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absurd to suppose He could approve of a conduct which the holiness of his nature would not permit him to exhibit. As He is the Supreme Standard of moral rectitude, no higher criterion of right and wrong can be conceived than what arises from the agreement of an action with His nature and character—on which account he proposes himself to our imitation. Be ye holy-for I am holy. Be ye followers of God as dear children. The highest attainment of a creature is, in compliance with the general design of the Christian religion, to become a partaker of His holiness.

The paths of dissimulation are dark and crooked, diametrically opposed to walking in the light as He is in the light, which is, however, the indispensable condition of enjoying fellowship with

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HIM.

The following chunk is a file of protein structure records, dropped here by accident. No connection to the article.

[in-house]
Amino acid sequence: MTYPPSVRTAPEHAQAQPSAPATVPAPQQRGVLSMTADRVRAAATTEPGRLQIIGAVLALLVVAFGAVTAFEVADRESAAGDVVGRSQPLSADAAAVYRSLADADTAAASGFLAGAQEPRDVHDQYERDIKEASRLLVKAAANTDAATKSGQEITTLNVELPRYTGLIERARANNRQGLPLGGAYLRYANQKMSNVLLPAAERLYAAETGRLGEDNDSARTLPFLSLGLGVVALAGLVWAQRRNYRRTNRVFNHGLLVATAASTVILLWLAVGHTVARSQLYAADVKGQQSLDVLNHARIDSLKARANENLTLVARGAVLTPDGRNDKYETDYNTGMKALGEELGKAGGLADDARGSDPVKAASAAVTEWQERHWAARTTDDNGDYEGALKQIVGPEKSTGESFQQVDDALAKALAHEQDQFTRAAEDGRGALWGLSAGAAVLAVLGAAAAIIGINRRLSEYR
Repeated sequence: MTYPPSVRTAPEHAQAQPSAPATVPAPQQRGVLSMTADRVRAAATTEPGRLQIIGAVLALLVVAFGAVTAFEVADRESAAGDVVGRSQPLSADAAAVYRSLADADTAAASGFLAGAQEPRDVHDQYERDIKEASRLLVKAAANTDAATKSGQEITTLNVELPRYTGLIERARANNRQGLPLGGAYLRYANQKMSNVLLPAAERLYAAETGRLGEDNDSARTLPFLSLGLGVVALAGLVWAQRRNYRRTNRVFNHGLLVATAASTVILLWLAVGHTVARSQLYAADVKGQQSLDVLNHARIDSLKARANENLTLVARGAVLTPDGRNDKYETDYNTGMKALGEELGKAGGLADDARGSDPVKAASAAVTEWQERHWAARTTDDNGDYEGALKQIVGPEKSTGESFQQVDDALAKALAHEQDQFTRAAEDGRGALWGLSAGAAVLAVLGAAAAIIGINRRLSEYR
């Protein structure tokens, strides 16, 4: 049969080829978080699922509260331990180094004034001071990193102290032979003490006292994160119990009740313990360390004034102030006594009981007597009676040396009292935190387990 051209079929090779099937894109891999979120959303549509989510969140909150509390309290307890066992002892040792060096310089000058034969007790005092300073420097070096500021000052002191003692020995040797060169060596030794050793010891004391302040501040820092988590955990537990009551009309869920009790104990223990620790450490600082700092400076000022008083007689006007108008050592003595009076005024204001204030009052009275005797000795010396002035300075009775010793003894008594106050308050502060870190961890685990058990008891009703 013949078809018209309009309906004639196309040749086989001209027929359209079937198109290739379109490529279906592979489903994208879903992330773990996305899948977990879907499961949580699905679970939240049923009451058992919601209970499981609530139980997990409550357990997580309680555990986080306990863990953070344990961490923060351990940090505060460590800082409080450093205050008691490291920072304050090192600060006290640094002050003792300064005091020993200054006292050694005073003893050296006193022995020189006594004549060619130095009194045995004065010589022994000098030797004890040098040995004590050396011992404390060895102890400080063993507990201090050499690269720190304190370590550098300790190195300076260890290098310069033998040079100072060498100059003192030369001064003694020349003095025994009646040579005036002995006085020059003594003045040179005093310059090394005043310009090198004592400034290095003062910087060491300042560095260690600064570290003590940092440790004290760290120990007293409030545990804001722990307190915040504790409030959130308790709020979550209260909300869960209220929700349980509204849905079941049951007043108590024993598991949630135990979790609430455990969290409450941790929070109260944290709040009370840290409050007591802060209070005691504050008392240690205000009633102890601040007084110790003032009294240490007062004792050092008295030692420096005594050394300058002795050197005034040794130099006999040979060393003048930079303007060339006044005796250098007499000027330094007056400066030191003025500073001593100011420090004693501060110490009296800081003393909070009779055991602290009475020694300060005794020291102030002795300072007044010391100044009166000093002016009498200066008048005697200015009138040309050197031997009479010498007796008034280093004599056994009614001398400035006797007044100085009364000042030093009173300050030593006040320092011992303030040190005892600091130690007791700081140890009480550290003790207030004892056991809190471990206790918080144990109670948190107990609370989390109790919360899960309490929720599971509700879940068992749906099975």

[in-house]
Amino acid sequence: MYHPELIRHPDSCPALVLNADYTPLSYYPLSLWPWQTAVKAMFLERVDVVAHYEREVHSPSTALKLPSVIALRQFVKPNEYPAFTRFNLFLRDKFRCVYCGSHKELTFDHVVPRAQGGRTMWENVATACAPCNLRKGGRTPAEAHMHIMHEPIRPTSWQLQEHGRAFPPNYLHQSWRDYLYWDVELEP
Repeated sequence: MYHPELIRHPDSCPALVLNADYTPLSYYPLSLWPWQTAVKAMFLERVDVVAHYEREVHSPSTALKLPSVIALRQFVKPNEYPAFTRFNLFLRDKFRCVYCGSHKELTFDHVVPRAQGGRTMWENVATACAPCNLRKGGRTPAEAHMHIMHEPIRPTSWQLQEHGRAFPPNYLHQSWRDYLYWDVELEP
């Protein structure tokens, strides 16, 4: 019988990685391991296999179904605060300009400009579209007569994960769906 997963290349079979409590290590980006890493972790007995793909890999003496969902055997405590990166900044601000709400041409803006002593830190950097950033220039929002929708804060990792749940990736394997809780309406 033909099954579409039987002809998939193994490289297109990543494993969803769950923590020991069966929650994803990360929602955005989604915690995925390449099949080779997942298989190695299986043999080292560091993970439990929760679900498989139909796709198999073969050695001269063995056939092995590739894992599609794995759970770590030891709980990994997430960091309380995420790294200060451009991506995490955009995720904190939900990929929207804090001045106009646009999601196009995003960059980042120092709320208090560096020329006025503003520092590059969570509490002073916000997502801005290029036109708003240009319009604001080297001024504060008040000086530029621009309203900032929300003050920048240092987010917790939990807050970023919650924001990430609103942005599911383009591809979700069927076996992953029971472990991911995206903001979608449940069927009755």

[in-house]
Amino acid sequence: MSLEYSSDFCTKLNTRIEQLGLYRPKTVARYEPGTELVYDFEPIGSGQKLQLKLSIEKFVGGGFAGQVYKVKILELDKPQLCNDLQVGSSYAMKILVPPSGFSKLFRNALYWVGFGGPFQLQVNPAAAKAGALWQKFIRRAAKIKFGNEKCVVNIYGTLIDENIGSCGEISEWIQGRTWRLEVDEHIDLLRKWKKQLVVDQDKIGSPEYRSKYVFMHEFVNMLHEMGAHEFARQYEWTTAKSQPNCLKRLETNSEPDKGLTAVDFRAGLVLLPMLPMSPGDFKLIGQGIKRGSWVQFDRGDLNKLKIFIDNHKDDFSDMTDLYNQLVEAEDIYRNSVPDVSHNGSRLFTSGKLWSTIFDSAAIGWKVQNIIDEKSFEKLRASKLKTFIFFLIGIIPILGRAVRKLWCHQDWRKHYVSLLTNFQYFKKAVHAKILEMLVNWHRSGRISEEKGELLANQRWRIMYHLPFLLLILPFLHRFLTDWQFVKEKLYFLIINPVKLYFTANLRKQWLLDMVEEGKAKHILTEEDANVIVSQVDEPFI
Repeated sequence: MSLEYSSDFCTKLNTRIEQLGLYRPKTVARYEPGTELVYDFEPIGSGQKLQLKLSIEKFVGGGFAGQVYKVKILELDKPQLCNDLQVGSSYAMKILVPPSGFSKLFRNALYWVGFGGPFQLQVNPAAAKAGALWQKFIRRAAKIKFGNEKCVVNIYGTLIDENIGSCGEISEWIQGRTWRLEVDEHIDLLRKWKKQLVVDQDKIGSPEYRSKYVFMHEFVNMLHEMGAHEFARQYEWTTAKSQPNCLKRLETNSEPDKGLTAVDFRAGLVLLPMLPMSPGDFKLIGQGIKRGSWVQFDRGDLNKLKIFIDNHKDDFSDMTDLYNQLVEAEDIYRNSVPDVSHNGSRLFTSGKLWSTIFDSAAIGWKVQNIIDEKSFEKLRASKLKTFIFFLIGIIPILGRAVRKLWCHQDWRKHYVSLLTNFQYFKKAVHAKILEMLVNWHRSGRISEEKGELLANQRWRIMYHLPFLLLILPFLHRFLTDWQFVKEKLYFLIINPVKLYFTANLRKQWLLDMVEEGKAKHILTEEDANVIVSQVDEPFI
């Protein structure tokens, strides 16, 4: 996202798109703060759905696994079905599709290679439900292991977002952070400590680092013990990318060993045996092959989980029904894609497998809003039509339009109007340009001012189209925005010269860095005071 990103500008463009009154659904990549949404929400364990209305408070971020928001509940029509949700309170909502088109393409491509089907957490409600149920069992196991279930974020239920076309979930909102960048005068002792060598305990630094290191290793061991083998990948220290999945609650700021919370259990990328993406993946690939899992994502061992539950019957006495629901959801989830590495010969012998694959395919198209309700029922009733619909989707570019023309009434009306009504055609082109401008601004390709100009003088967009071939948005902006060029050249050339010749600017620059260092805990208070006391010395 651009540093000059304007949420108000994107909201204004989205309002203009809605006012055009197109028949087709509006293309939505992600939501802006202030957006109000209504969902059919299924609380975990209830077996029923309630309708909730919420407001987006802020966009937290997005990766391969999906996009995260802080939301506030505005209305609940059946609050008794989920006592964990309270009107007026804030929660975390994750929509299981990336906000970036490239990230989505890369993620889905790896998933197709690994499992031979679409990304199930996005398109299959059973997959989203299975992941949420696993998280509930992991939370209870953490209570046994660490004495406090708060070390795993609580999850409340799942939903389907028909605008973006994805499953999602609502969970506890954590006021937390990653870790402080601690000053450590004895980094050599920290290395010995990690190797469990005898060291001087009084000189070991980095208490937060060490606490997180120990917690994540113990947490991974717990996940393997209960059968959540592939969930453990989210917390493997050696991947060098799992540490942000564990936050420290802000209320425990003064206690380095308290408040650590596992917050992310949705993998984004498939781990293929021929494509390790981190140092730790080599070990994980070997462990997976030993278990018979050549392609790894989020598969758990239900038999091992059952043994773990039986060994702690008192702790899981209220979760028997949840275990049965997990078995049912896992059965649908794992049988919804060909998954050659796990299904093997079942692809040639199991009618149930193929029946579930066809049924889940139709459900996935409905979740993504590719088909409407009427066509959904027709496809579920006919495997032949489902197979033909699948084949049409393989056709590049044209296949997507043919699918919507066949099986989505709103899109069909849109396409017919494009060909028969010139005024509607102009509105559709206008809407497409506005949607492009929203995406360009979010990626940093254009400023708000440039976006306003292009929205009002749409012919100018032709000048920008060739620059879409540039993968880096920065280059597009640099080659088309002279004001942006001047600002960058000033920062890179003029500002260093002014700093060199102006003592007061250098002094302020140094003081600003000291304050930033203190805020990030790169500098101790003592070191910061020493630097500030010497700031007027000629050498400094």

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X.
SERMON, ON THE DUTY OF DILIGENCE AND

EARNESTNESS IN RELIGION.

ECCLESIASTES IX. 10. “ WHATSOEVER THY HAND FINDETH TO DO, DO IT WITH THY

MIGHT; FOR THERE IS NO WORK, NOR DEVICE, NOR KNOWLEDGE, NOR WISDOM IN THE GRAVE, WHITHER THOU GOEST.”

SOUL-WORK is at once the most difficult, the most important, and the most urgent. The most difficult, for it is against corrupt nature; the most important, for it relates to our eternal condition; the most urgent, for we are allowed only the present moment to attend to it. All confess it to be so, when death is near and eternity in prospect. Then they feel the force of the question, “What is a man profited if he has gained the whole world, and has lost his own soul ?” The world cannot accompany us into eternity. But the soul must depart alone. It will be happy or miserable for ever without this world; without any part of its possessions; without any dependence upon it, and after the whole has perished. But the soul lost, that is, summoned